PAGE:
Shares of large drug makers fell on Thursday after a top U.S. cardiologist questioned the safety of new arthritis drugs and the performance of U.S. regulators in monitoring drug safety.

Merck and Co. (MRK), which recalled its popular arthritis pill Vioxx (search) last week on safety concerns, and the Food and Drug Administration (search) came under attack from an editorial in the New England Journal of Medicine (search) and a subsequent editorial in the British medical journal the Lancet (search).

"The New England Journal article makes people worry that there will be increased scrutiny on pharmaceutical companies," said Weidong Huang, vice president of TimesSquare Capital Management.

Health stocks in Europe fell as investors took a gloomier view of the industry's prospects following a downbeat presentation from AstraZeneca (AZN) on Wednesday. Analysts said the meeting highlighted problems facing drug makers due to a lack of new products, pressure on prices, rising costs and growing competition from generics.

In an editorial in the New England Journal of Medicine published late on Wednesday, Dr. Eric Topol of the Cleveland Clinic accused Merck of irresponsibly promoting Vioxx after clinical trials in 2000 first pointed to its risk of causing heart attacks. He also said U.S. regulators had failed to protect the public.

"His editorial underscores that the drug industry is a risky business and investors don't know what to expect next," said Deutsche Bank analyst Barbara Ryan. "People are just worried."

Topol, in his editorial and in subsequent media interviews, pointed to the 2000 study, in which Vioxx was shown to quadruple the risk of heart attack in a Merck trial of 8,000 arthritis patients. Data from that trial were unveiled only months after Vioxx was launched in 1999.

Merck last week recalled Vioxx, which had sales of $2.5 billion a year, after another large trial showed that twice as many people taking it to prevent colon polyps had heart attacks as those taking dummy pills.

Topol also questioned the safety of similar new arthritis drugs, including Pfizer Inc.'s (PFE) popular Celebrex (search) and Bextra (search), which are members of the same class of treatments as Vioxx.

He said the U.S. Food and Drug Administration had failed to protect the American public by not requiring Merck to conduct new long-term trials of Vioxx to determine conclusively whether the pill raises the risk of heart attacks and strokes.

The Lancet made some of the same criticisms in its editorial on Thursday. "The Vioxx story is one of blindly aggressive marketing by Merck mixed with repeated episodes of complacency by drug regulators," the British journal said.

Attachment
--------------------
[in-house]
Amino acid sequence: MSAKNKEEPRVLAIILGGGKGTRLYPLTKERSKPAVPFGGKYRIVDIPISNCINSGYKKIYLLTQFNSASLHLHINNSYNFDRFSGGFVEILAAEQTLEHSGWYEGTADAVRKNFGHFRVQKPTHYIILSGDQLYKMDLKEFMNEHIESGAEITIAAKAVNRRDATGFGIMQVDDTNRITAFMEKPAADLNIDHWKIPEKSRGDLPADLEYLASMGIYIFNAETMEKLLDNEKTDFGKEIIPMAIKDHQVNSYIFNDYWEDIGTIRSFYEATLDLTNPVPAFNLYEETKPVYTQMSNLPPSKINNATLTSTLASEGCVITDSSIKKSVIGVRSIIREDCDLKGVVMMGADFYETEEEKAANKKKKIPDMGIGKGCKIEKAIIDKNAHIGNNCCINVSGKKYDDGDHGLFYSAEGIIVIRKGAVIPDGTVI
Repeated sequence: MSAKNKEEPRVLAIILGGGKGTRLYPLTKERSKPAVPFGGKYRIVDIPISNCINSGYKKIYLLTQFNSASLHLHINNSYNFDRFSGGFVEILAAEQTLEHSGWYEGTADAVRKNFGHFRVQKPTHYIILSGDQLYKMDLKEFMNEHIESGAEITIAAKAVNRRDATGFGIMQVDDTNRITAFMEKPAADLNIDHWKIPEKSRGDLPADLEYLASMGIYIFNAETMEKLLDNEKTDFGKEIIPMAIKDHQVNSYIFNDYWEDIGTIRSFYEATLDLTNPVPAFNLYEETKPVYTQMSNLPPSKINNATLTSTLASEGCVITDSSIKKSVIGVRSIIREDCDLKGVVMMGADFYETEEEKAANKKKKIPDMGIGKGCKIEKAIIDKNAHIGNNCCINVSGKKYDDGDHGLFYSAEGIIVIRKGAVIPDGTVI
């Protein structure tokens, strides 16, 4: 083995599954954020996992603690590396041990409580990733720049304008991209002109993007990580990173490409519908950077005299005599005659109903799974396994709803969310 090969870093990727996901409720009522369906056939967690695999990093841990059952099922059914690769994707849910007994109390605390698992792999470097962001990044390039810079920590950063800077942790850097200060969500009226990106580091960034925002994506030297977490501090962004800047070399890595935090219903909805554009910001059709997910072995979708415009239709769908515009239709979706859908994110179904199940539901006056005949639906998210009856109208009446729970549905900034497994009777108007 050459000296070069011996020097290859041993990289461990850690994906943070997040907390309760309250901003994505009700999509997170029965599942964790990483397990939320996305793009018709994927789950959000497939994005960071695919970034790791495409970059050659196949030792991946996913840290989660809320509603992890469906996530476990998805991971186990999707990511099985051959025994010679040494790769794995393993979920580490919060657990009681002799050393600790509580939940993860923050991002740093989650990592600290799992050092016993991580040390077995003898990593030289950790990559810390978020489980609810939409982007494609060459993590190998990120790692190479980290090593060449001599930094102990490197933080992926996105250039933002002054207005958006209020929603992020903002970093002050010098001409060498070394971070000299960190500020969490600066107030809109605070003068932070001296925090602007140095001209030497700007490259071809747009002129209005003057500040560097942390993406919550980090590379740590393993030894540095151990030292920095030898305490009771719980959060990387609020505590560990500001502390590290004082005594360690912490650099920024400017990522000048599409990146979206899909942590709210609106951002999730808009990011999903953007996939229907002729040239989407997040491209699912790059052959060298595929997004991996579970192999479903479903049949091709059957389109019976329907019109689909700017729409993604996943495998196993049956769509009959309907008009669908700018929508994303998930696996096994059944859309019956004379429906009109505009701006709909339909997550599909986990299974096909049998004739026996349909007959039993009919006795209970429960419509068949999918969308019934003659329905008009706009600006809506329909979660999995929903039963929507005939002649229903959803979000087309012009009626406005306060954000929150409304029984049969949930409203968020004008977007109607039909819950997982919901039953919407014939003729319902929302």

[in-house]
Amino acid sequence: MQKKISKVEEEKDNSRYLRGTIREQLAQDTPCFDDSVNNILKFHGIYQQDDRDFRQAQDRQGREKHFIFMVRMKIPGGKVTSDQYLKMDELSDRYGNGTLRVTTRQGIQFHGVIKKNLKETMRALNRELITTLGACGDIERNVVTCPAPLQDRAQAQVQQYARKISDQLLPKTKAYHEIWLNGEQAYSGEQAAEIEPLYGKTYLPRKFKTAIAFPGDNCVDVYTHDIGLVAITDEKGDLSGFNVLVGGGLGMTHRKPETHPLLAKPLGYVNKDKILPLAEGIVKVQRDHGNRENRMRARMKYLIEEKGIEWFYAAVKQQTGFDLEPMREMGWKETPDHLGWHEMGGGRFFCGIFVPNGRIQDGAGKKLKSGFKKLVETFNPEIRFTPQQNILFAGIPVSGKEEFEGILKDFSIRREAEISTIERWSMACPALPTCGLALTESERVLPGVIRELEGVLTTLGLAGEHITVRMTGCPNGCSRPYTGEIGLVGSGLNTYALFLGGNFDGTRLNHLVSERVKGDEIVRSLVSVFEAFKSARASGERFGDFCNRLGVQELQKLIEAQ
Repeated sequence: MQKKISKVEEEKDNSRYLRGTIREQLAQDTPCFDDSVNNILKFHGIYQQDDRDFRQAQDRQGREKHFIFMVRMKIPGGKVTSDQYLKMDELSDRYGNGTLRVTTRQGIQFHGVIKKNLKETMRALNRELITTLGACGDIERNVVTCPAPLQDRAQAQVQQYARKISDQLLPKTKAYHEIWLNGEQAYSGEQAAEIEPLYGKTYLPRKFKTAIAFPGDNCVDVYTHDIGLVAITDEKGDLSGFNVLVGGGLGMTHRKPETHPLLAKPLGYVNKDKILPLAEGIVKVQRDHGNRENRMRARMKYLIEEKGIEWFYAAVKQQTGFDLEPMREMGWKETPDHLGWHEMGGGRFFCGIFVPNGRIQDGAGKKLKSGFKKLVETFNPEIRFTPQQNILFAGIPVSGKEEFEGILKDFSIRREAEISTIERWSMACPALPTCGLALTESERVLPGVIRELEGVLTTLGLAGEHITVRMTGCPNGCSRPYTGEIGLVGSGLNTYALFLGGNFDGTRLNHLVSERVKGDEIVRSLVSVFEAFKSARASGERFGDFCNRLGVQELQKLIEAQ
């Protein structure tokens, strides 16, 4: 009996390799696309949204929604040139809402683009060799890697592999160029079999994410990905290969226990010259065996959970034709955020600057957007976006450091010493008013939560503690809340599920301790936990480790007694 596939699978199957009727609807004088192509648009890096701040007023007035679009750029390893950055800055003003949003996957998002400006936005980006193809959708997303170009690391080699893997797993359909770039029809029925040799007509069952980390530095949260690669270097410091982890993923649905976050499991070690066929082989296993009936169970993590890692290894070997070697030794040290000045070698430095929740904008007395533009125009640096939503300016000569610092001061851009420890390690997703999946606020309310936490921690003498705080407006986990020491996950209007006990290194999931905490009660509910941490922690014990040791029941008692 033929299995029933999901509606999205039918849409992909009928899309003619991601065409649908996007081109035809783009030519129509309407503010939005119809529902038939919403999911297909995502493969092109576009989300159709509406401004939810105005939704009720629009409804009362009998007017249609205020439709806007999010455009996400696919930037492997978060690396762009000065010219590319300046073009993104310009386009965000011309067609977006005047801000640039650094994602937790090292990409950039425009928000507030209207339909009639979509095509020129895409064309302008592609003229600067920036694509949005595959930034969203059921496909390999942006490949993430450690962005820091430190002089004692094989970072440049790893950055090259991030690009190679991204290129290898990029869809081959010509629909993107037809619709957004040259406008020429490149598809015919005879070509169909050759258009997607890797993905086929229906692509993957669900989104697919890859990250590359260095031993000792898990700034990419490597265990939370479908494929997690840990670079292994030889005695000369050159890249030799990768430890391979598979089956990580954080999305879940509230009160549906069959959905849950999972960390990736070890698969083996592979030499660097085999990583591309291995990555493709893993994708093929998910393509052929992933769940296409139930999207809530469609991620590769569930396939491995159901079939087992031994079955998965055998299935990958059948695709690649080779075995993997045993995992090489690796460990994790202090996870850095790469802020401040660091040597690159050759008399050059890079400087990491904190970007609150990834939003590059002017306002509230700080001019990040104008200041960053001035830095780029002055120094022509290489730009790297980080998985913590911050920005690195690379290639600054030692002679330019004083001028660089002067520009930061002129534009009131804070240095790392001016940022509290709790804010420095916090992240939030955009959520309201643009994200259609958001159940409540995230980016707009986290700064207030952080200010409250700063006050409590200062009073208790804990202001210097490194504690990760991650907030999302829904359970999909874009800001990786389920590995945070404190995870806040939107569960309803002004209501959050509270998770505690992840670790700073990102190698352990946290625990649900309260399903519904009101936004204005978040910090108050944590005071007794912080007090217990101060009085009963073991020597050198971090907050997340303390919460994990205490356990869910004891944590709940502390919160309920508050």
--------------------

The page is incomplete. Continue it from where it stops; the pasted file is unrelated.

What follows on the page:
Merck denied it acted irresponsibly in the marketing of Vioxx and said it decided to voluntarily withdraw Vioxx from the market worldwide after the latest negative trial findings.

FDA officials were not immediately available for comment. They have previously said the agency acted appropriately by requiring Merck in 2002 to note the heart attack risks of Vioxx in the drug's package insert label and by working with Merck to incorporate safety monitoring in drug trials.

Other companies that do not sell the newer arthritis drugs also lost ground in the stock market on Thursday amid general uncertainty about the drug industry after Topol's attack on the FDA, according to Deutsche Bank's Ryan.

The American Stock Exchange Pharmaceutical Index (search) fell nearly 3 percent, dragged down by the nearly 4 percent tumble in Pfizer shares and a 2 percent decline in Merck.

Like Pfizer and Merck, shares of Eli Lilly and Co. (LLY) fell to a 52-week low. Lilly shed 3 percent to close at $59.56 on the New York Stock Exchange.

Merck closed down 69 cents at $30.98, while Pfizer dropped $1.19 to $29.99 after sinking as low as $28.75 earlier in the day. Pfizer was also hurt as investors expected a ruling this week by a federal court that could allow a generic form of its blockbuster epilepsy drug Neurontin to be launched in the United States.

Schering-Plough Corp. (SGP) fell 3 percent to $17.98, while Wyeth (WYE) lost nearly 2 percent to close at $37.64.

London-based AstraZeneca lost 2.5 percent, also hit by specific concerns about its new drug pipeline following last month's decision by a U.S. panel of experts to recommend rejection of its anti-clotting drug, Exanta (search).